"That man can do anything!" exclaimed the late, legendary recorder player and conductor Frans Br├╝ggen when asked by Tijdschrift Oude Muziek about his young colleague Erik Bosgraaf. "He had an upcoming concert of the music of Van Eyck at the Amsterdam Amstel church and sent me an invitation. His playing was superb, so inspired and technically impeccable." It was Br├╝ggen's birthday, but that didn't stop him attending. When soon afterwards Br├╝ggen conducted Bach's Actus tragicus (Cantata BWV106) in the Amsterdam Concertgebouw, he invited Bosgraaf to play the first recorder part. Erik Bosgraaf's quick rise to fame is directly attributable to his debut on Brilliant Classics: a three-disc box devoted to Jacob van Eyck's (1589/90-1657) "Der Fluyten Lust-hof" (The Recorder's Garden of Delight). Released in 2007 on the 350th anniversary of the Utrecht composer's death, the recording was made at the request of the Van Eyck scholar Thiemo Wind who said he had never before come across a recorder player with so much understanding of this virtuoso solo repertoire and such a capacity for playing it: the sprezzatura, the casual ease and spontaneity this music, originating in improvisation, demands. The set was a worldwide hit, even winning over some diehard recorder haters. Erik Bosgraaf was clearly one of the instruments greatest players. This 5-album set offers a sample of Erik Bosgraaf's achievements in the field of baroque music, beginning with Van Eyck and embracing his milestone recordings of Bach, Handel, Vivaldi and Telemann.
"That man can do anything!" exclaimed the late, legendary recorder player and conductor Frans Br├╝ggen when asked by Tijdschrift Oude Muziek about his young colleague Erik Bosgraaf. "He had an upcoming concert of the music of Van Eyck at the Amsterdam Amstel church and sent me an invitation. His playing was superb, so inspired and technically impeccable." It was Br├╝ggen's birthday, but that didn't stop him attending. When soon afterwards Br├╝ggen conducted Bach's Actus tragicus (Cantata BWV106) in the Amsterdam Concertgebouw, he invited Bosgraaf to play the first recorder part. Erik Bosgraaf's quick rise to fame is directly attributable to his debut on Brilliant Classics: a three-disc box devoted to Jacob van Eyck's (1589/90-1657) "Der Fluyten Lust-hof" (The Recorder's Garden of Delight). Released in 2007 on the 350th anniversary of the Utrecht composer's death, the recording was made at the request of the Van Eyck scholar Thiemo Wind who said he had never before come across a recorder player with so much understanding of this virtuoso solo repertoire and such a capacity for playing it: the sprezzatura, the casual ease and spontaneity this music, originating in improvisation, demands. The set was a worldwide hit, even winning over some diehard recorder haters. Erik Bosgraaf was clearly one of the instruments greatest players. This 5-album set offers a sample of Erik Bosgraaf's achievements in the field of baroque music, beginning with Van Eyck and embracing his milestone recordings of Bach, Handel, Vivaldi and Telemann.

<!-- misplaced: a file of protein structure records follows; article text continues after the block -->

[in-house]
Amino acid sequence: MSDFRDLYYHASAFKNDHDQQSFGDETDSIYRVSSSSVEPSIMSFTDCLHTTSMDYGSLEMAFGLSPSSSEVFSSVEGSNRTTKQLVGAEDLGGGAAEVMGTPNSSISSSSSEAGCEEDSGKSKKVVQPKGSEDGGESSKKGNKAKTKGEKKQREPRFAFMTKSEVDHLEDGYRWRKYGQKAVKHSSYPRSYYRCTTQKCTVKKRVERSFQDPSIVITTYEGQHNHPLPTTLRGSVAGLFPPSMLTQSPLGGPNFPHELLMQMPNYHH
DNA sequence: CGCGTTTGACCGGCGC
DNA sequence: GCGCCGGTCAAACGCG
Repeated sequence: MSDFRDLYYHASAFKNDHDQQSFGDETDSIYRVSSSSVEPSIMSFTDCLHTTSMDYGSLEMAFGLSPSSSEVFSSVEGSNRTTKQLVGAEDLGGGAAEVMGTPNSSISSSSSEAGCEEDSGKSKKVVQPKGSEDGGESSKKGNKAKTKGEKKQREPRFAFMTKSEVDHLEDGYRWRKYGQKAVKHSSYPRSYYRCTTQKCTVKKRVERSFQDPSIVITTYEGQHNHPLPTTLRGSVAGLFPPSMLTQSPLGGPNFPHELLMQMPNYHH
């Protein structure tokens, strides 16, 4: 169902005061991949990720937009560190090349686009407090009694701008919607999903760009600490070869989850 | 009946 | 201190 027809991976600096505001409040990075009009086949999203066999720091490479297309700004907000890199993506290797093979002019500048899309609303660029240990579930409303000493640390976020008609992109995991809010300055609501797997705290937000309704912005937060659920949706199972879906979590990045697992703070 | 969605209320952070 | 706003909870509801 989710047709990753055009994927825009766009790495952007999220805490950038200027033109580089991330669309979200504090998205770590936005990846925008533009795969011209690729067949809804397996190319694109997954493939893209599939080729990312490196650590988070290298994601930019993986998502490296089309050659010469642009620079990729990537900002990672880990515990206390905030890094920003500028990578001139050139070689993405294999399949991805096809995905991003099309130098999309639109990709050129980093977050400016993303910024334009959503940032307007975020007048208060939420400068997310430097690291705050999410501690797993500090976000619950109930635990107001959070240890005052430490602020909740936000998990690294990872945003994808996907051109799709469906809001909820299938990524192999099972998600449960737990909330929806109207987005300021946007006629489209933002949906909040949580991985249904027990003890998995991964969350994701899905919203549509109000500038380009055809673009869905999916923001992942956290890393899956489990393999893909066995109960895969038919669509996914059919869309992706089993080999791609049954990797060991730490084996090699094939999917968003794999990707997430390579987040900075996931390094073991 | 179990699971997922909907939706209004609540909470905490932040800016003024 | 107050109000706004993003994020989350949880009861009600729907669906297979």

5028421964409
Baroque Edition / Various (Box)
Artist: Baroque Edition / Various (Box)
Format: CD
New: Available $24.99
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"That man can do anything!" exclaimed the late, legendary recorder player and conductor Frans Br├╝ggen when asked by Tijdschrift Oude Muziek about his young colleague Erik Bosgraaf. "He had an upcoming concert of the music of Van Eyck at the Amsterdam Amstel church and sent me an invitation. His playing was superb, so inspired and technically impeccable." It was Br├╝ggen's birthday, but that didn't stop him attending. When soon afterwards Br├╝ggen conducted Bach's Actus tragicus (Cantata BWV106) in the Amsterdam Concertgebouw, he invited Bosgraaf to play the first recorder part. Erik Bosgraaf's quick rise to fame is directly attributable to his debut on Brilliant Classics: a three-disc box devoted to Jacob van Eyck's (1589/90-1657) "Der Fluyten Lust-hof" (The Recorder's Garden of Delight). Released in 2007 on the 350th anniversary of the Utrecht composer's death, the recording was made at the request of the Van Eyck scholar Thiemo Wind who said he had never before come across a recorder player with so much understanding of this virtuoso solo repertoire and such a capacity for playing it: the sprezzatura, the casual ease and spontaneity this music, originating in improvisation, demands. The set was a worldwide hit, even winning over some diehard recorder haters. Erik Bosgraaf was clearly one of the instruments greatest players. This 5-album set offers a sample of Erik Bosgraaf's achievements in the field of baroque music, beginning with Van Eyck and embracing his milestone recordings of Bach, Handel, Vivaldi and Telemann.